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This week I offer you an extended musical work, partly in resonance with the celebration of Earth Day.

American composer Alan Hovhannes grew up in affluent Boston and found musical champions in the burgeoning orchestral world of Boston and New York. His second symphony, titled ‘Mysterious Mountain’ was commissioned by Leopold Stokowski. Composed in 1955, the piece was labeled “accessible” by the critics, a virtual death-knell for composers in the 21st century, but the work’s lush harmonies were a stark contrast to 12-tone and avant garde music of the 1950s and critics seemed relieved to experience music that welcomed them instead of making them work for their pay…and the audiences did too. This symphony has become Hovhannes’ most recorded work.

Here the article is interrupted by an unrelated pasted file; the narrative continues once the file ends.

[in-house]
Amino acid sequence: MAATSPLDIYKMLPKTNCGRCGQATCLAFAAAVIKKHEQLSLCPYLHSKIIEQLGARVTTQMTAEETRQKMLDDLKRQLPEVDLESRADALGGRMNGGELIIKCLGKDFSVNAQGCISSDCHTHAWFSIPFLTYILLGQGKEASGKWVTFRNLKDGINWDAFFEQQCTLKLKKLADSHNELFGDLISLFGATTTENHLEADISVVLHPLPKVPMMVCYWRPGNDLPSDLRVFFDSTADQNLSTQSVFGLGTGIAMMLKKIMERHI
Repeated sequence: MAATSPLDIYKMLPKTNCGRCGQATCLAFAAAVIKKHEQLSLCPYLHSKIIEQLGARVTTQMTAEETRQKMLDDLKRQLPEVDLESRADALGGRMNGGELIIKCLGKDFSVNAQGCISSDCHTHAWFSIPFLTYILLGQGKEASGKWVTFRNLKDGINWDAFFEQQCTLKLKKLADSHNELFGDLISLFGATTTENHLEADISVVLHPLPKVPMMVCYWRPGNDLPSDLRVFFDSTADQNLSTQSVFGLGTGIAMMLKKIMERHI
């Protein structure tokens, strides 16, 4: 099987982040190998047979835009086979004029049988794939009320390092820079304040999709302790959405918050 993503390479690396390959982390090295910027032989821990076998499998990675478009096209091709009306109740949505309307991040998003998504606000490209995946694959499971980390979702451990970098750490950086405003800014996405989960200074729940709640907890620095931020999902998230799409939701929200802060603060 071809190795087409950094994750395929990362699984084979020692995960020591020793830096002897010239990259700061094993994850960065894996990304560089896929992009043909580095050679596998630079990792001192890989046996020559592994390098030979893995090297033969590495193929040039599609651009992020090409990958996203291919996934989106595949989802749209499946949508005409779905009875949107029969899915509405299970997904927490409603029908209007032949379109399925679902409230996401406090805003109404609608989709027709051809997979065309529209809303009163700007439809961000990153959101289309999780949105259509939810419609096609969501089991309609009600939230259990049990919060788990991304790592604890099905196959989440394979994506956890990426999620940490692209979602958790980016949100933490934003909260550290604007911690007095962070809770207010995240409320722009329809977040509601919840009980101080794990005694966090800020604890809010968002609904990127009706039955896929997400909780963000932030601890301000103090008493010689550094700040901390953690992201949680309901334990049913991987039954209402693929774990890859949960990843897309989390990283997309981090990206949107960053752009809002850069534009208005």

Hovhannes travelled extensively in the later half of the 20th century, as a Fulbright Scholar in India and as an established composer in Japan. His later music reflects these Eastern influences but his aim thorough out his career was this: “My purpose is to create music not for snobs, but for all people, music which is beautiful and healing. To attempt what old Chinese painters called ‘spirit resonance’ in melody and sound.”

The music is beautiful, and mysterious in places. I would love to listen to it at the top of a mountain.

Mysterious Mountain (Symphony No. 2)